In response to some recent media confusion between Jane Austen’s House and a private property, Director Mary Guyatt explains why Jane Austen’s House will never be up for sale:
Living in the days of the stagecoach, Jane Austen was able to travel quite a bit, staying with friends and relatives in other counties and taking holidays by the sea. There are therefore various towns and cities, houses, churches, pubs and hotels which today celebrate their association with Jane Austen, and many tour companies and gazetteers which help us to follow in Jane’s footsteps right across the South of England.
Jane Austen’s House Museum, here in Chawton, Hampshire, is the epicentre of Austen’s England however. The reason is because we're the house where Austen wrote and revised all her major works, living here from 1809 until just before her death in 1817. Jane Austen’s readers have been coming to see this house for 150 years, and in our time as a public museum, we have welcomed over one million visitors from all around the world.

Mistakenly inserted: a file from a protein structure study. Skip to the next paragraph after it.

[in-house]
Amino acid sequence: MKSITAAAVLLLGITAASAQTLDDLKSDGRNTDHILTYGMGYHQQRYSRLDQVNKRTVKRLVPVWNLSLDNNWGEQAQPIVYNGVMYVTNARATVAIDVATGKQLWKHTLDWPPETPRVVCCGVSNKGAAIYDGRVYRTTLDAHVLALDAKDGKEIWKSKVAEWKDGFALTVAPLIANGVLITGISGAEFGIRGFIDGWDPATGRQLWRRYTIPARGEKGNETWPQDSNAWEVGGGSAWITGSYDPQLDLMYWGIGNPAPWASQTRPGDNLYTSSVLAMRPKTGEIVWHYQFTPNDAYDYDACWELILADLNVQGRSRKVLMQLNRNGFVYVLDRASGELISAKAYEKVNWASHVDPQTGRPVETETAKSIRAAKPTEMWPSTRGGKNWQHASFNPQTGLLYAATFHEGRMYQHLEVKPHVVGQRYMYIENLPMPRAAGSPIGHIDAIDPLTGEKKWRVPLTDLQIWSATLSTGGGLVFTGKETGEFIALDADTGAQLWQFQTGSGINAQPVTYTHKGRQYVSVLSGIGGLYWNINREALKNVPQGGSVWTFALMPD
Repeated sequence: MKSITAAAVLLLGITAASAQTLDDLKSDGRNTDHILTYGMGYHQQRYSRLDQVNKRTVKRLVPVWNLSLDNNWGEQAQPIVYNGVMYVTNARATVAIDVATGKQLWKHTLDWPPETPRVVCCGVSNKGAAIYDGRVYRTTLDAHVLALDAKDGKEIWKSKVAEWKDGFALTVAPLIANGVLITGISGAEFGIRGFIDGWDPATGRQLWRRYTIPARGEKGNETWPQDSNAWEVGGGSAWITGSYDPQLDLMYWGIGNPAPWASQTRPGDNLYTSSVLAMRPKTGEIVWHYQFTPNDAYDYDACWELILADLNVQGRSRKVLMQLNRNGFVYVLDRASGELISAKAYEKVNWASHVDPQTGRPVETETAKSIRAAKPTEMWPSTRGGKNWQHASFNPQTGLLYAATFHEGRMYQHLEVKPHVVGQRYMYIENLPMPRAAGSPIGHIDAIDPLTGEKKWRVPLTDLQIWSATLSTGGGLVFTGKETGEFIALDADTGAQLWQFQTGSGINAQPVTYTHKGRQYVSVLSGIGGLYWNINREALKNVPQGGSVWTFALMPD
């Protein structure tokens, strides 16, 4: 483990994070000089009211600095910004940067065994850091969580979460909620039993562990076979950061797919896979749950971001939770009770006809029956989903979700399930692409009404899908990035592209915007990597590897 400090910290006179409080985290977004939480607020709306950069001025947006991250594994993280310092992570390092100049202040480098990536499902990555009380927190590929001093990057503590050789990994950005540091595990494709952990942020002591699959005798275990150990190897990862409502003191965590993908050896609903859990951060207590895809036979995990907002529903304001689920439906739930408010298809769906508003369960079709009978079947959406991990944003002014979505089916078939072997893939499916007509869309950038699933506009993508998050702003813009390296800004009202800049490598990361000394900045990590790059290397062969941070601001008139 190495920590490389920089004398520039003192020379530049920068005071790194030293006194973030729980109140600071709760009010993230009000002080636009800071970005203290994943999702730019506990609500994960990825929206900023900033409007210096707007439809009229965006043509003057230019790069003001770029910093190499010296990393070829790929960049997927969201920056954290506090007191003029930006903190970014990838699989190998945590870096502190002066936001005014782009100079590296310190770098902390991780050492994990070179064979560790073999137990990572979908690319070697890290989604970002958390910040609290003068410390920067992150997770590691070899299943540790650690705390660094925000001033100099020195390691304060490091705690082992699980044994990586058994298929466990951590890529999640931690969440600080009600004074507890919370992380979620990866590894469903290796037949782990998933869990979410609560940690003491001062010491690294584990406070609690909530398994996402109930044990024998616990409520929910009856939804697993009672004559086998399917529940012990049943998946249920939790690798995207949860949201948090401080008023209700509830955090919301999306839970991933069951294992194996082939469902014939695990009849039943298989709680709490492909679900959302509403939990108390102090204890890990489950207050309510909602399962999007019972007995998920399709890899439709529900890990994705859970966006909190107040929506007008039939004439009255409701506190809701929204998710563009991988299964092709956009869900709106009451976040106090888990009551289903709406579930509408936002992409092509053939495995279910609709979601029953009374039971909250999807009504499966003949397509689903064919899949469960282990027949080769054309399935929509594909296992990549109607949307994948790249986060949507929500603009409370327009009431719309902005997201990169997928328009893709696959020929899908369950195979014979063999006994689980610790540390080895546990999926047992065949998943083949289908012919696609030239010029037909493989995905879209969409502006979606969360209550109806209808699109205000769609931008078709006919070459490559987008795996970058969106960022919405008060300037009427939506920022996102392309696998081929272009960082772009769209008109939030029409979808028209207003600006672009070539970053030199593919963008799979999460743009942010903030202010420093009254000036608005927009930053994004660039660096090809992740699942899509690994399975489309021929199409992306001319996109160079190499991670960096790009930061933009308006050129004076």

While Jane Austen’s House is reliant on visitor admissions and fundraising for its upkeep, we are governed as a charity and have been run entirely for the public benefit for the past 70 years. While many properties have an association with Jane Austen, please be reassured that the only house sale that matters to us is the one which gave us the deeds for Jane Austen’s House back in 1948.
To find out more about the founding of the museum, visit our Making the Museum 70th anniversary exhibition, til 31 December.